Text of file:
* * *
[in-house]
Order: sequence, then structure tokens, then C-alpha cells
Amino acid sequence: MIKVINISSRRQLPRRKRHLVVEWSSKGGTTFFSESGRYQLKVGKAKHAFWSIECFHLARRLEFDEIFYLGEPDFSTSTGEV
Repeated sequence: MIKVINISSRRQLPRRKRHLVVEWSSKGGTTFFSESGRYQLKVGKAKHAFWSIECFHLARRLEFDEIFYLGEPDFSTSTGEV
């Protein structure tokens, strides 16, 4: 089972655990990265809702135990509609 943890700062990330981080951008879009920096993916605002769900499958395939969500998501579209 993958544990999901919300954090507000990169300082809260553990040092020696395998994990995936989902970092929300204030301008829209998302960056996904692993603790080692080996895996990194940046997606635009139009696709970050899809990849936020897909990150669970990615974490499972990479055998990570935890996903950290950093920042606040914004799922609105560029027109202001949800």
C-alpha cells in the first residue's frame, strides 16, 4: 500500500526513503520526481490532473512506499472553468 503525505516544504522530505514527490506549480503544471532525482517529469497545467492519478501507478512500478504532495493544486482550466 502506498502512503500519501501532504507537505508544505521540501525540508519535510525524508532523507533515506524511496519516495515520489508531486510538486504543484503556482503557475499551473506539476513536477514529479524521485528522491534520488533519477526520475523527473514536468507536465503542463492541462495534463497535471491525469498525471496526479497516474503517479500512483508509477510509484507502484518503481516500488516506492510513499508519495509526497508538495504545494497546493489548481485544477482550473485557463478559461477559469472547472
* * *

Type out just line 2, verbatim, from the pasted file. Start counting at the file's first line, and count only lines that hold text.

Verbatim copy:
Order: sequence, then structure tokens, then C-alpha cells